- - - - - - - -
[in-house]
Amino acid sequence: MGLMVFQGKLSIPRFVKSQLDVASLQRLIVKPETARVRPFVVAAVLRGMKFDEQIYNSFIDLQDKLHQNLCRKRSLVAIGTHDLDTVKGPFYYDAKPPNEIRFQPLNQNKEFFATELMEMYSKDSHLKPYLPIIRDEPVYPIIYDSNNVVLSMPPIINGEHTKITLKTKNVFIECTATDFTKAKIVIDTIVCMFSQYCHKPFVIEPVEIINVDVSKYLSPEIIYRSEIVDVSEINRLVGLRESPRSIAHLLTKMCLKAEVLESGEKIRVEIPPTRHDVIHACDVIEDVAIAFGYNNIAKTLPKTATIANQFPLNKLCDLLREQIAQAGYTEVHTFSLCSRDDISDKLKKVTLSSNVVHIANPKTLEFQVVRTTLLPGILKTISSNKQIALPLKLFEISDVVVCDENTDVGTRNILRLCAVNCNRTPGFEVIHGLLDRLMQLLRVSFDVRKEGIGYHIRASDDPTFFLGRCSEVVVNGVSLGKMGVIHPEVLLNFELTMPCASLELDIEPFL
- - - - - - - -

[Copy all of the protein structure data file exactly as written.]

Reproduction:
[in-house]
Amino acid sequence: MGLMVFQGKLSIPRFVKSQLDVASLQRLIVKPETARVRPFVVAAVLRGMKFDEQIYNSFIDLQDKLHQNLCRKRSLVAIGTHDLDTVKGPFYYDAKPPNEIRFQPLNQNKEFFATELMEMYSKDSHLKPYLPIIRDEPVYPIIYDSNNVVLSMPPIINGEHTKITLKTKNVFIECTATDFTKAKIVIDTIVCMFSQYCHKPFVIEPVEIINVDVSKYLSPEIIYRSEIVDVSEINRLVGLRESPRSIAHLLTKMCLKAEVLESGEKIRVEIPPTRHDVIHACDVIEDVAIAFGYNNIAKTLPKTATIANQFPLNKLCDLLREQIAQAGYTEVHTFSLCSRDDISDKLKKVTLSSNVVHIANPKTLEFQVVRTTLLPGILKTISSNKQIALPLKLFEISDVVVCDENTDVGTRNILRLCAVNCNRTPGFEVIHGLLDRLMQLLRVSFDVRKEGIGYHIRASDDPTFFLGRCSEVVVNGVSLGKMGVIHPEVLLNFELTMPCASLELDIEPFL